Defending Yourself

When you are guilty of malpractice, you run a grave risk if you prepare a defense while continuing to represent the client.

As a lawyer, you are in a fiduciary relationship with your client. You must tell your client if you think you are guilty of malpractice. You must tell enough to give the client the ability to make an informed decision whether to discharge you and hire new attorneys.

Hence the general rule the courts may enforce upon you is:

“Ask and think, but don’t talk! Research whether we are guilty of malpractice, but don’t write about it. Don’t even talk to me about it!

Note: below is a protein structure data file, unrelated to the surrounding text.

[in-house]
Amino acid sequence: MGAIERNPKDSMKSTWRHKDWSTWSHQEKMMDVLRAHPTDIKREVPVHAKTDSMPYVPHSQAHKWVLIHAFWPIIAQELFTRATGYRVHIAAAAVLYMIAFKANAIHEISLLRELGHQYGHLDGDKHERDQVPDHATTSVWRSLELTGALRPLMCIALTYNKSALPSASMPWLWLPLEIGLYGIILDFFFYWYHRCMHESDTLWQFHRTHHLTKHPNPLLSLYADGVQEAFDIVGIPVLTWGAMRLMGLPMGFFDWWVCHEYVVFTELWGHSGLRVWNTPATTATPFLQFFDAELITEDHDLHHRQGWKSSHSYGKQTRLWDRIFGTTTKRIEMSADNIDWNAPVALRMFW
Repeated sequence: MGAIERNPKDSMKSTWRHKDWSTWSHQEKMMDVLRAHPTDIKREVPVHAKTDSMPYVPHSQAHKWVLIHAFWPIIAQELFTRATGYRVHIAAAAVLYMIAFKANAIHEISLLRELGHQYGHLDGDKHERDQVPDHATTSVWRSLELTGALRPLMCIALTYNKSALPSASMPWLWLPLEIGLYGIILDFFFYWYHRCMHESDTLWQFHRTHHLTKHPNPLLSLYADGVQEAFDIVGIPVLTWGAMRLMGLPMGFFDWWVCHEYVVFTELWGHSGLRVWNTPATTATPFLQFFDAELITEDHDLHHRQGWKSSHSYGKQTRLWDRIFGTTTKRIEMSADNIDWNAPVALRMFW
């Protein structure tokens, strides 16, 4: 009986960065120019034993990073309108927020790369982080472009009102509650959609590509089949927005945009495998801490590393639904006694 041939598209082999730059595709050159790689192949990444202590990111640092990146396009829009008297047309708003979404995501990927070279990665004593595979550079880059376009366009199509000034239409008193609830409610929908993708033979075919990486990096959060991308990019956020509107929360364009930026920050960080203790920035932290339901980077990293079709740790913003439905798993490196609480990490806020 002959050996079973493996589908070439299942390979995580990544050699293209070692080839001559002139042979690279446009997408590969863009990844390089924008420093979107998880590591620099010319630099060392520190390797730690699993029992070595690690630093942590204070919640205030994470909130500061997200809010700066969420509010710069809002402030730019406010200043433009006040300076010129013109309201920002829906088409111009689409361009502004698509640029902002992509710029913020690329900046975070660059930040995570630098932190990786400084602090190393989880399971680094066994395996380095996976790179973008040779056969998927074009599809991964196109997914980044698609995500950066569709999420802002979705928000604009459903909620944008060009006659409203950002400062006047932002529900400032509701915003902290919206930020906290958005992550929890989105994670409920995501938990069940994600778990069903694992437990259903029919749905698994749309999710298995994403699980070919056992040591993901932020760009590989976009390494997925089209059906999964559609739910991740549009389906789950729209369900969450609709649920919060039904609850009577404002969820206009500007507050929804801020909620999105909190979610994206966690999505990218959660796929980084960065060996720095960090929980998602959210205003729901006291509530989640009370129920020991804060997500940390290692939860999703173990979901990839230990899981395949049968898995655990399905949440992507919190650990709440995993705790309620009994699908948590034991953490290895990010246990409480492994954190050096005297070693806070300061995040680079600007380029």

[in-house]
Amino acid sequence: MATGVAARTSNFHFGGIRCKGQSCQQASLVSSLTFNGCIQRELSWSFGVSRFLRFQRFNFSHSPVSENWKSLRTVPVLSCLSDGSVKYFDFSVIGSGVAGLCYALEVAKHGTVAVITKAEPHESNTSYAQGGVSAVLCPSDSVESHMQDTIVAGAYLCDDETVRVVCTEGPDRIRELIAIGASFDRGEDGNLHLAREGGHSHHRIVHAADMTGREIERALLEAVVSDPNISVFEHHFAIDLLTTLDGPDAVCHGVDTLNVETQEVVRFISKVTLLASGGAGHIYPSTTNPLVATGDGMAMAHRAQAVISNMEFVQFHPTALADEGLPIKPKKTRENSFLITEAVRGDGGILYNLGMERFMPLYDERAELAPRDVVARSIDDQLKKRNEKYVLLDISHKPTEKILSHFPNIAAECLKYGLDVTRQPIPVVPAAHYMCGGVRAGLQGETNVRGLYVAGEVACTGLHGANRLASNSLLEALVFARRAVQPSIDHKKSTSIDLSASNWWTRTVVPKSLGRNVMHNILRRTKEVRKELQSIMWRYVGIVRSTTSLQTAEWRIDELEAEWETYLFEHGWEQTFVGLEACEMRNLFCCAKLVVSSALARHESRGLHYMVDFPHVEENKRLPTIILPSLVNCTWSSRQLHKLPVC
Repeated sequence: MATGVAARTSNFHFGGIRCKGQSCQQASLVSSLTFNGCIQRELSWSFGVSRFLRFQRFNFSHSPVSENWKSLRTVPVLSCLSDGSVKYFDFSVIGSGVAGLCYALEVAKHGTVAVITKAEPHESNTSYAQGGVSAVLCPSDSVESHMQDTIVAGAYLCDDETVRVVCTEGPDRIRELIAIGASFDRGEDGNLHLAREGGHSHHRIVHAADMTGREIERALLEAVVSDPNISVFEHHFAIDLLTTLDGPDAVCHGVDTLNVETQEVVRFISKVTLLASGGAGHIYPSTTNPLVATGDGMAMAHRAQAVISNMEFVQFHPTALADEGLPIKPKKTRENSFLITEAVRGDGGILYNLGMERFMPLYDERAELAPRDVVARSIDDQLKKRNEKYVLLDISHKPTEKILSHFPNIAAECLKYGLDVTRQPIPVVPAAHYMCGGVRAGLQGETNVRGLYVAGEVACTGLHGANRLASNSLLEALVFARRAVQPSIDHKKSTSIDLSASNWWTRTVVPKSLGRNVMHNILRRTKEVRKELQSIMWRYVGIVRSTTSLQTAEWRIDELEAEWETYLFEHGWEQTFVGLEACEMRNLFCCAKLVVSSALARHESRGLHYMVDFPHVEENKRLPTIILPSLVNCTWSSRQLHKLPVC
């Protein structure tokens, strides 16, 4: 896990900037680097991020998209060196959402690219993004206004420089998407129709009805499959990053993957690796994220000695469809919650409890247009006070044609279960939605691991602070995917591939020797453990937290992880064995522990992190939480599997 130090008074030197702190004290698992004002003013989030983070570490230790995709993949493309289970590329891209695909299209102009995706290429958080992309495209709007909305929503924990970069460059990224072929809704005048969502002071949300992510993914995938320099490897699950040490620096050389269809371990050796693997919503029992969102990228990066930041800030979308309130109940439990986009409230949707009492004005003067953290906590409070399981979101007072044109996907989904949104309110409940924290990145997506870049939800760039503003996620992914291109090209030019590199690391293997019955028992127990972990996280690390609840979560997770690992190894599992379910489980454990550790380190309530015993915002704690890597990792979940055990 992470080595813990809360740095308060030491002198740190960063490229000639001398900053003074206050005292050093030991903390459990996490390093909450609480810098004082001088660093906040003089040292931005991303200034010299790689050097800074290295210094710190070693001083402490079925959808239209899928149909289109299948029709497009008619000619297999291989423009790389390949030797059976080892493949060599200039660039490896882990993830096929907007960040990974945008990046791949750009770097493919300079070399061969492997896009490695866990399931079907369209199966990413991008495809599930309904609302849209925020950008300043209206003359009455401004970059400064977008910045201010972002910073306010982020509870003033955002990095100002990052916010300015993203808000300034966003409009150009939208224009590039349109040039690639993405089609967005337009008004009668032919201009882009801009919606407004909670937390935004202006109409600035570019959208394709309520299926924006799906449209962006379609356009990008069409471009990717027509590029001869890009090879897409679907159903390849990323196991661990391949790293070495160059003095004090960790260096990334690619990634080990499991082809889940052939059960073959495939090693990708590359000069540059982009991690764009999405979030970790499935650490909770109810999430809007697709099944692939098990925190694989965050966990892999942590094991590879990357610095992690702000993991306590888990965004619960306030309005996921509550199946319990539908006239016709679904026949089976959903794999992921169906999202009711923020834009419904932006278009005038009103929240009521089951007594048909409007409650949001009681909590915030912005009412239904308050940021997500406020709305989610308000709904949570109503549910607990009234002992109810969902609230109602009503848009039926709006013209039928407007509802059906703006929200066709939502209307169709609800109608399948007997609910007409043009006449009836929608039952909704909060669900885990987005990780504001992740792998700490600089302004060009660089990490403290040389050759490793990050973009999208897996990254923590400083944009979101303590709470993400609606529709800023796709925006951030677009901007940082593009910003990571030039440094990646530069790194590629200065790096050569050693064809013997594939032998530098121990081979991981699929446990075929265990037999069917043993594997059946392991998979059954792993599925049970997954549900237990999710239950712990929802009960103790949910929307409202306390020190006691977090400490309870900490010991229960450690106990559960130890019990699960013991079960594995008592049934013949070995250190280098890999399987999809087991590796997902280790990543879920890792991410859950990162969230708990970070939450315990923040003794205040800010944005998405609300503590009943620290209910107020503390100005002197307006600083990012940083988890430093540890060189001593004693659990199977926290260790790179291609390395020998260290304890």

Internal Firm Memo of Law may not be privileged. In Versuslaw, Inc. v. Stoel Rives, LLP, 2005 Wash. App. LEXIS 586 (Wash. App. April 4, 2005) the court held that internal law firm memoranda concerning a possible malpractice claim against the law firm might not be privileged if they were written while the lawyer-client relationship still existed. It makes sense, because of the fiduciary duty to disclose. The next logical extension is saying that lawyers in the firm discussing the possibility of malpractice have no effective work product privilege to prevent disclosure of what was said about the possible conflict of interest between the firm and its client (and maybe even discussions with the insurer are subject to disclosure). The only safe harbor seems to be to get out of the attorney-client relationship, then research and talk about the malpractice possibility.